How to setup a SMSF
  1. Obtain a Trust Deed – SMSF is a special type of trust and therefore requires a Trust Deed. The trust deed covers areas such as

    • The fund’s objectives
    • Who the trustees are
    • Who can be a trustee
    • How trustees are appointed or removed
    • Who can be a member
    • When contributions can be made
    • How benefits can be paid (pension or lump sum) within SIS Act requirements
    • When benefits can be paid
    • How to appoint professional advisers (such as an auditor)
    • The procedures for winding up the fund.
  2. Appoint a trustee – All members need to be trustees or director of the corporate trustee

  3. Sign the trustee declaration – This is to declare that the trustee understands the duties and responsibilities as trustee.

  4. Lodge election with regulator – After signing the Deed, the trustees need to lodge the election notice, within 60 days, with the regulator in order to become a regulated superannuation fund.

  5. Contribute Fund Assets – The trustees hold the fund’s assets in trust for the benefit of the members. Member can contribute fund assets in cash or transfer of assets. Member can also rollover the retail superfund to their SMSF.

  6. Nominate members – Record each member’s TFN

  7. Apply TFN, ABN, GST (optional) with ATO

  8. Open a bank account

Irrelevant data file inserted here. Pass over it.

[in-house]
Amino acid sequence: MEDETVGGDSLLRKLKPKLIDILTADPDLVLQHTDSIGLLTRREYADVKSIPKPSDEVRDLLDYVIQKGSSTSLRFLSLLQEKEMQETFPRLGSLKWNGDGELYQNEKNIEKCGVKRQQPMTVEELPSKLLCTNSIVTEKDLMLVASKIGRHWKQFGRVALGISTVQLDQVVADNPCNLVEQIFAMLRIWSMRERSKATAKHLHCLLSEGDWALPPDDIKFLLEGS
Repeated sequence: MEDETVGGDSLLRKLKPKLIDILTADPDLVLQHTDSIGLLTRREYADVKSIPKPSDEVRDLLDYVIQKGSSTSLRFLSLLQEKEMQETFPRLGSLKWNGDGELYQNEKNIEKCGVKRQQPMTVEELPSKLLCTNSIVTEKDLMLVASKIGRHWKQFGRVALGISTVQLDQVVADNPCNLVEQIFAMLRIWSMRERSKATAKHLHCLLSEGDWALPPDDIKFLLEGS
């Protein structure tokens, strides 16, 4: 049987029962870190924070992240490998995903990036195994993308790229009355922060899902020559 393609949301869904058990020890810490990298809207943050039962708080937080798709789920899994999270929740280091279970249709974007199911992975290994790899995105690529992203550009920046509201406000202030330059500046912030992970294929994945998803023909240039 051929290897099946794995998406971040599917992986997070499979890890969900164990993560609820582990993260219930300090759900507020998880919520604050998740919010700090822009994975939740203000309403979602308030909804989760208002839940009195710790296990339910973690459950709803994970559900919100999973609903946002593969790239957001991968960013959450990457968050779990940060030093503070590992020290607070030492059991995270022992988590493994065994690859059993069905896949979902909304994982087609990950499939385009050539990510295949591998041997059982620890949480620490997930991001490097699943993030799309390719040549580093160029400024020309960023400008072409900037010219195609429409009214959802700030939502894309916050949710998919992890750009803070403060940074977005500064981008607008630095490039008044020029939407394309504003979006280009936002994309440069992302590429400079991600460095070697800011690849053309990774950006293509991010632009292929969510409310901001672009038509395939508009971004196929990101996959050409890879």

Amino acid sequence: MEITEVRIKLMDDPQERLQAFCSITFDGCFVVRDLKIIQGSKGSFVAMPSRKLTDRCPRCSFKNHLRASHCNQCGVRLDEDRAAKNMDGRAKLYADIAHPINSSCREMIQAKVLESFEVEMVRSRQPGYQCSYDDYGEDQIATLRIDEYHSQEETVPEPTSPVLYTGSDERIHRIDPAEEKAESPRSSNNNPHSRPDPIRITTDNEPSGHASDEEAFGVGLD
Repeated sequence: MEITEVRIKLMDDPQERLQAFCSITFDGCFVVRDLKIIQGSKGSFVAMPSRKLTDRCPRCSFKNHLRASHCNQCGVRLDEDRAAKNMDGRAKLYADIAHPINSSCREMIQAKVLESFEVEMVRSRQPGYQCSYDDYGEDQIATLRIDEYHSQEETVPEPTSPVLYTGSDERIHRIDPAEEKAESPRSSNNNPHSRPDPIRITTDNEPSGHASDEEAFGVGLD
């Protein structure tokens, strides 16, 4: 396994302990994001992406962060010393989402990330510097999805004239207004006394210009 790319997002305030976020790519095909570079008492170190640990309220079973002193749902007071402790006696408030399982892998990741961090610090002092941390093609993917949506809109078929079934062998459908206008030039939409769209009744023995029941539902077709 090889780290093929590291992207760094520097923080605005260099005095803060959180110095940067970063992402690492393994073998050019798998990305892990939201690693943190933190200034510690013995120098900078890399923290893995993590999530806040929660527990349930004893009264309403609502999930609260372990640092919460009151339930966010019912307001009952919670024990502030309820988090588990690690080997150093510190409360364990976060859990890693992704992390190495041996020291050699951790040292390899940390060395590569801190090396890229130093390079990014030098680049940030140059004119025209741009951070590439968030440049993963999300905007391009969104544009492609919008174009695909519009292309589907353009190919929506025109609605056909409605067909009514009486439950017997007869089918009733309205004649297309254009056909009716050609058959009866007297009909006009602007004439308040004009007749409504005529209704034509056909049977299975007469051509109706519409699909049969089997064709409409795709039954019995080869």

Type of Superfund

There are two types of superfund can be set up:

1) Accumulation fund

It is a fund that accumulates members and employers earnings and contribution, less deduct any expenses and tax, so the benefits reflect the performance of the fund. Each member has a balance in the fund and the earnings are allocated to each member based on their proportional  interest.

2) Defined benefit fund

It is a fund that defines the benefit that each member will receive at a specific time. The amount is generally defined by a set formula and is paid at retirement. It is generally calculated according to length of service or years of membership in the fund, and average salary over the last few years before retirement. In contrast to an accumulation fund, members of a defined benefit fund do not suffer if the fund’s performance deteriorates – if returns decline the employer has to make up the difference so that payments to members are maintained at the predetermined level

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